Among their other formulas, Lipstick Queen has “Saint” and “Sinner” lines of lipsticks, with the same colors, but differing opacities. Saint is sheer, with 10% color opacity, and Sinner is matte and full-coverage at 90%. I picked up Berry that daysite calls a “deep mocha with a delicious pinkish hue.” I happened to be shopping with my mom, and when I put it on, she expressed surprise that it didn’t look too dark or out of place on my face. My mom would totally be the first one to tell me that a lipstick wasn’t right, so I took it as a pretty sure sign that maybe I could handle this dark lipstick thing after all.

A couple of weeks later, my hair salon was having a Lipstick Queen clearance sale, so I picked up another Saint Berry, Berry in the Sinner formulation, and Saint Rust for $5 each. I didn’t end up loving the Berry Sinner–it was very drying–but Saint Rust I liked even more than Berry. It’s a muted red-brown shade, and was one of my go-to colors last summer, along with Clinique Mega Melon. The warmer and clearer Dark Autumn shades definitely feel more summery to me, for obvious reasons. The rest of the DA lipstick wardrobe I had at the time seemed to fall more in the berry family, with crossover DA/DW shades, and felt too heavy for the humidity and the heat. These two colors, I found, were basically at the limit of clarity that I can handle in makeup, plus they both have a similar balmy texture that feels great and moisturizing on.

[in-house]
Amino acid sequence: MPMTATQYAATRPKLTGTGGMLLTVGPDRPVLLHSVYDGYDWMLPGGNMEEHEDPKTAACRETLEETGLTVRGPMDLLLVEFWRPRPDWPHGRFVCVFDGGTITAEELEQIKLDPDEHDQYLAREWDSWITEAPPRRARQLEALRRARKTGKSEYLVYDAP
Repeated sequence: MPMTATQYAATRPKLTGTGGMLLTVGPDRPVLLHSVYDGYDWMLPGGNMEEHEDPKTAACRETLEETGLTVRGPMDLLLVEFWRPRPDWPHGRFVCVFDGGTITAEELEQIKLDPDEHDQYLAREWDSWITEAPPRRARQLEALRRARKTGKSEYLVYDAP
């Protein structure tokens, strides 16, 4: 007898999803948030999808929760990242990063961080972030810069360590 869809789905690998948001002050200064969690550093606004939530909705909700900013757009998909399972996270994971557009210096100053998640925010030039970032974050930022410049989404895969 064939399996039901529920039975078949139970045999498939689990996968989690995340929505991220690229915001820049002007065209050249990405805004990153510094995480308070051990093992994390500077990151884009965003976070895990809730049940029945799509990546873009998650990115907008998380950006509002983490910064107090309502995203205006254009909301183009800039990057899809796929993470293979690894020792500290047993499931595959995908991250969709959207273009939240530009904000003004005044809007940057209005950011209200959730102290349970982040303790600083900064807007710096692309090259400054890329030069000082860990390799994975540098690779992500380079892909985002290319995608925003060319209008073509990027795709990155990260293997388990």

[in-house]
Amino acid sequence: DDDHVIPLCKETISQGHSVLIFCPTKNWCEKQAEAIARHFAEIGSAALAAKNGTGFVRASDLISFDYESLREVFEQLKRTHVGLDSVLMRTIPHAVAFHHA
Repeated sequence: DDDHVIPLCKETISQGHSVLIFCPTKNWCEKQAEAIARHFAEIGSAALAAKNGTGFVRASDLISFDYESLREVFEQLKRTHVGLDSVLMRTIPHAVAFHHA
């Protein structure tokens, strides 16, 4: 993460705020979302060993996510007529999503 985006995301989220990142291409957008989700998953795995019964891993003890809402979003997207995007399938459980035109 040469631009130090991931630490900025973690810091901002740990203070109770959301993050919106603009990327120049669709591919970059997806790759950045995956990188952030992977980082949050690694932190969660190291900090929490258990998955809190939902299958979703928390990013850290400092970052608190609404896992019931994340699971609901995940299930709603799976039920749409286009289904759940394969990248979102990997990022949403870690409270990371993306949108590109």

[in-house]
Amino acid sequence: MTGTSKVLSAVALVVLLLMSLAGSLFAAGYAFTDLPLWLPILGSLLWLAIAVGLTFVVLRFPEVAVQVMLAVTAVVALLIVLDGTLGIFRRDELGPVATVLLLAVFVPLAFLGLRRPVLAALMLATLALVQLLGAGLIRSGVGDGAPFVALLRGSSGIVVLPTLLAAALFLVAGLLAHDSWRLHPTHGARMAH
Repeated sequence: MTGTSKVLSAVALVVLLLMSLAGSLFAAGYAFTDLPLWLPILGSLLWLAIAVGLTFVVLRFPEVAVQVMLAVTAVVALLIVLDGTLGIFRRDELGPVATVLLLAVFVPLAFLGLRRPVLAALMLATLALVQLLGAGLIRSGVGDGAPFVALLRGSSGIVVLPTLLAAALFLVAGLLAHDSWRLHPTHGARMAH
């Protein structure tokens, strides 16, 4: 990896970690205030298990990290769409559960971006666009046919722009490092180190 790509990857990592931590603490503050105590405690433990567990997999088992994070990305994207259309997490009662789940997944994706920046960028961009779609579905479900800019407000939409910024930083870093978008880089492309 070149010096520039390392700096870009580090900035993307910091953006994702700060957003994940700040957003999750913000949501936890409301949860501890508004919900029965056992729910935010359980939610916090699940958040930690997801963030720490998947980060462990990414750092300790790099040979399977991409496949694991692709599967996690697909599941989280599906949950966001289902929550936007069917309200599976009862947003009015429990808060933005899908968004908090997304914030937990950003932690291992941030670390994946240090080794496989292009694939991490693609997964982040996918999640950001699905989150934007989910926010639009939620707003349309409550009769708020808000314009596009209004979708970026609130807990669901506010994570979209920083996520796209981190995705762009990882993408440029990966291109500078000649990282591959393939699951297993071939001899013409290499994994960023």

I highly recommend the Saint lipstick formula for people who daunted by their new season’s makeup, and want an option that will be sheer, but still in the correct shade range. Plus it really feels more like a balm than a lipstick. Just looking at the options, I’m kicking myself for not having picked up Coral already.

What are your favorite “beginner’s lipsticks” for your season?

Know your type in several systems but having trouble putting it all together? My workbook can help.